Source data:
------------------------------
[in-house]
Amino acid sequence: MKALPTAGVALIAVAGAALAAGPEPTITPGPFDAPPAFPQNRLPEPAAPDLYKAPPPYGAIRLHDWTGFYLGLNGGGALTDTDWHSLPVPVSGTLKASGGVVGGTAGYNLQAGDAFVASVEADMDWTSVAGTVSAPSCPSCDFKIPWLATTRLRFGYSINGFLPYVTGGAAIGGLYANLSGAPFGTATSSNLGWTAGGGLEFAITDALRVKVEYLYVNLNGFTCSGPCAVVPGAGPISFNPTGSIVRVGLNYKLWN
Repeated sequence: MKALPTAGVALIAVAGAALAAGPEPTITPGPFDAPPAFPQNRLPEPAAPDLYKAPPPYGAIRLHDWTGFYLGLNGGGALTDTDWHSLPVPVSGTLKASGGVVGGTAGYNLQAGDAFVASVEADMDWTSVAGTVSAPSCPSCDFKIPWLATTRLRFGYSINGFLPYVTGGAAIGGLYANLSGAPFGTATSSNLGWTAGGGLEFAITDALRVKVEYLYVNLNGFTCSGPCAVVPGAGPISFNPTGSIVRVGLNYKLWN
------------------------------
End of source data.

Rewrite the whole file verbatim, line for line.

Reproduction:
[in-house]
Amino acid sequence: MKALPTAGVALIAVAGAALAAGPEPTITPGPFDAPPAFPQNRLPEPAAPDLYKAPPPYGAIRLHDWTGFYLGLNGGGALTDTDWHSLPVPVSGTLKASGGVVGGTAGYNLQAGDAFVASVEADMDWTSVAGTVSAPSCPSCDFKIPWLATTRLRFGYSINGFLPYVTGGAAIGGLYANLSGAPFGTATSSNLGWTAGGGLEFAITDALRVKVEYLYVNLNGFTCSGPCAVVPGAGPISFNPTGSIVRVGLNYKLWN
Repeated sequence: MKALPTAGVALIAVAGAALAAGPEPTITPGPFDAPPAFPQNRLPEPAAPDLYKAPPPYGAIRLHDWTGFYLGLNGGGALTDTDWHSLPVPVSGTLKASGGVVGGTAGYNLQAGDAFVASVEADMDWTSVAGTVSAPSCPSCDFKIPWLATTRLRFGYSINGFLPYVTGGAAIGGLYANLSGAPFGTATSSNLGWTAGGGLEFAITDALRVKVEYLYVNLNGFTCSGPCAVVPGAGPISFNPTGSIVRVGLNYKLWN